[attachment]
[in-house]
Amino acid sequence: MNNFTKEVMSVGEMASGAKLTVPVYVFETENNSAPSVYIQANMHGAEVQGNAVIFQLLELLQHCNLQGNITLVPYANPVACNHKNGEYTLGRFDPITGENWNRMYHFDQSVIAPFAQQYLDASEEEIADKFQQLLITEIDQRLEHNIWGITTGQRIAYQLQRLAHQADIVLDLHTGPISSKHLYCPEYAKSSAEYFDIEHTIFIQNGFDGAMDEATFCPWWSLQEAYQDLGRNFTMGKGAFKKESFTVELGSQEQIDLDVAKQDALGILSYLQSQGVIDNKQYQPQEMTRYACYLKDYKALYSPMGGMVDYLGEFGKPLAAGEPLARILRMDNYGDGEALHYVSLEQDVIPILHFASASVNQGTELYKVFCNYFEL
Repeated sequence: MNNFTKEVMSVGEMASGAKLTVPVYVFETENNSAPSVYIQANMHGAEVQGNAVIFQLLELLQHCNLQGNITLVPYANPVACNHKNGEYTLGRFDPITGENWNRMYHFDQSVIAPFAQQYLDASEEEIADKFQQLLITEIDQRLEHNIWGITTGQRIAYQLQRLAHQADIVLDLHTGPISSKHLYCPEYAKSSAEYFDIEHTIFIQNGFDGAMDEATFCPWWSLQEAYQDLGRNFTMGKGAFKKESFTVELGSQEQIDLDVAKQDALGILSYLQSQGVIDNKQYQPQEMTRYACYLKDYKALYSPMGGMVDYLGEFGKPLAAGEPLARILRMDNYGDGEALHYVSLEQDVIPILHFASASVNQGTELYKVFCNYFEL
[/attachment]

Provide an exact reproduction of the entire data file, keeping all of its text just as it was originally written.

[in-house]
Amino acid sequence: MNNFTKEVMSVGEMASGAKLTVPVYVFETENNSAPSVYIQANMHGAEVQGNAVIFQLLELLQHCNLQGNITLVPYANPVACNHKNGEYTLGRFDPITGENWNRMYHFDQSVIAPFAQQYLDASEEEIADKFQQLLITEIDQRLEHNIWGITTGQRIAYQLQRLAHQADIVLDLHTGPISSKHLYCPEYAKSSAEYFDIEHTIFIQNGFDGAMDEATFCPWWSLQEAYQDLGRNFTMGKGAFKKESFTVELGSQEQIDLDVAKQDALGILSYLQSQGVIDNKQYQPQEMTRYACYLKDYKALYSPMGGMVDYLGEFGKPLAAGEPLARILRMDNYGDGEALHYVSLEQDVIPILHFASASVNQGTELYKVFCNYFEL
Repeated sequence: MNNFTKEVMSVGEMASGAKLTVPVYVFETENNSAPSVYIQANMHGAEVQGNAVIFQLLELLQHCNLQGNITLVPYANPVACNHKNGEYTLGRFDPITGENWNRMYHFDQSVIAPFAQQYLDASEEEIADKFQQLLITEIDQRLEHNIWGITTGQRIAYQLQRLAHQADIVLDLHTGPISSKHLYCPEYAKSSAEYFDIEHTIFIQNGFDGAMDEATFCPWWSLQEAYQDLGRNFTMGKGAFKKESFTVELGSQEQIDLDVAKQDALGILSYLQSQGVIDNKQYQPQEMTRYACYLKDYKALYSPMGGMVDYLGEFGKPLAAGEPLARILRMDNYGDGEALHYVSLEQDVIPILHFASASVNQGTELYKVFCNYFEL